As most of you know by now, I recently attended the Eras Tour Night 2 in Glendale Arizona. It’s not a secret to my clients that I am a huge Swiftie. Attending concerts can be an exciting and memorable experience, but for individuals with sensory challenges, it can be overwhelming and uncomfortable. After a 3.5-hour set (almost 5 hours if you include the opening acts), I was overstimulated and in need of some sensory deprivation. If you’re someone who experiences sensory overload at concerts, it’s essential to take proactive steps to ensure your comfort and enjoyment of the experience. Here are ten tips for managing sensory challenges at concerts:
- Research the venue ahead of time. Learn about the seating layout, acoustics, and lighting to identify any potential sensory triggers and plan accordingly. Unless you are attending the first concert, it’s okay to peek at the spoilers to know how to best prepare for the show.
- Choose a seat that meets your sensory needs. Consider seats that are further away from the stage or away from any potential effects (lighting, pyrotechnics, etc.).
- Wear comfortable clothing and shoes. Choose clothing that is comfortable and non-restrictive, and shoes that provide adequate support for standing, walking, and dancing.
- Bring sensory aids. Noise-canceling headphones or earplugs can help block out overwhelming sounds, while sunglasses or a hat can help reduce bright light sensitivity. If you are also hypersensitive to smells such as perfumes, perhaps bring a mask or handkerchief to cover your nose and mouth when walking through the crowds. My favorite pair of earplugs are the Loop Experience (not sponsored) because they lower the decibels without distorting the sound.
- Bring a comfort item. A weighted lap pad, stress ball, or fidget toy can provide comfort and sensory stimulation during the concert. I love carrying a small worry stone as it is discrete and cool-to-touch.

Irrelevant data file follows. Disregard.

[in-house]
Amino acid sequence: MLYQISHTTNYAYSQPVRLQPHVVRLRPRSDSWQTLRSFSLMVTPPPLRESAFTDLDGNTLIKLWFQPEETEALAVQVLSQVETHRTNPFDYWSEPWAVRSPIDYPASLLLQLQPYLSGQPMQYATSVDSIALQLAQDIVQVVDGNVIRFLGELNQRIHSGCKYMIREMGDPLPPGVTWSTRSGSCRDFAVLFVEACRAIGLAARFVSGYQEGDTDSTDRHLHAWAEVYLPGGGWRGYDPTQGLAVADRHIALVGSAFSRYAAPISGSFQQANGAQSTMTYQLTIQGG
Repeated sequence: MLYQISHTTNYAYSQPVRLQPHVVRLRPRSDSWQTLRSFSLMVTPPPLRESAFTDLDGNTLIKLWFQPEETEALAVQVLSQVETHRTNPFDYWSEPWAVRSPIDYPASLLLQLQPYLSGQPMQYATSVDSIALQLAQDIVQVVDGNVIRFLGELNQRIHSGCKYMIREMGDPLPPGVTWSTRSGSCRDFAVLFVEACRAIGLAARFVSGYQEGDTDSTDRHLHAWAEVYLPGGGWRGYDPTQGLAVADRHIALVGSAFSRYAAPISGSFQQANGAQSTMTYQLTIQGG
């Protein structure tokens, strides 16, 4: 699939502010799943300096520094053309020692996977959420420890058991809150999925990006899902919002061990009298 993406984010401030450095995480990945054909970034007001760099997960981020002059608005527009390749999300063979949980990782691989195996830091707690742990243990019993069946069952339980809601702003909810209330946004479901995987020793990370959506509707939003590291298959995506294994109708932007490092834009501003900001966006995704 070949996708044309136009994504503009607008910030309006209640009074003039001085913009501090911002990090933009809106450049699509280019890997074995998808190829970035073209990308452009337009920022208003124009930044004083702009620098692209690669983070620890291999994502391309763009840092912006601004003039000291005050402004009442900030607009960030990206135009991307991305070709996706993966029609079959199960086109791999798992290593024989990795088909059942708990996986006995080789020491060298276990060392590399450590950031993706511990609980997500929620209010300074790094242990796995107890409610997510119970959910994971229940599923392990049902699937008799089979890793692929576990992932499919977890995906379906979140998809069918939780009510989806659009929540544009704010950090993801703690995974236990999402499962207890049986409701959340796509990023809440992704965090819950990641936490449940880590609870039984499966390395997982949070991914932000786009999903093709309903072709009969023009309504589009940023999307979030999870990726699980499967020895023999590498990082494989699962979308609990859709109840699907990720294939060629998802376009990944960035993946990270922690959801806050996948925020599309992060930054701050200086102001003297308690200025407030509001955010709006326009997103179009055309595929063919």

- Keeping yourself hydrated and nourished can help maintain your energy levels and keep you feeling comfortable throughout the concert. And remember to take bathroom breaks.
- It’s okay to take breaks or leave the concert early. Chances are, you will be able to watch clips of the parts you missed online!
- Bring a friend or support person. Consider bringing a friend or family member who understands your sensory needs and can provide support during the concert. Fill them in on your plan.
- Practice relaxation techniques. Deep breathing or grounding can help reduce feelings of anxiety or stress and promote a sense of calm.
- Advocate for yourself. Don’t be afraid to communicate your needs and concerns to venue staff. Many venues offer accommodations for individuals with sensory challenges, such as designated quiet areas or sensory-friendly seating options. At the State Farm Stadium, I found a sensory room next to Guest Services!
Attending a concert with sensory challenges can be challenging, but with some preparation and planning, it can also be an enjoyable experience. By following these ten tips, you can help ensure that you feel comfortable and supported throughout the concert and focus on enjoying your favorite artist.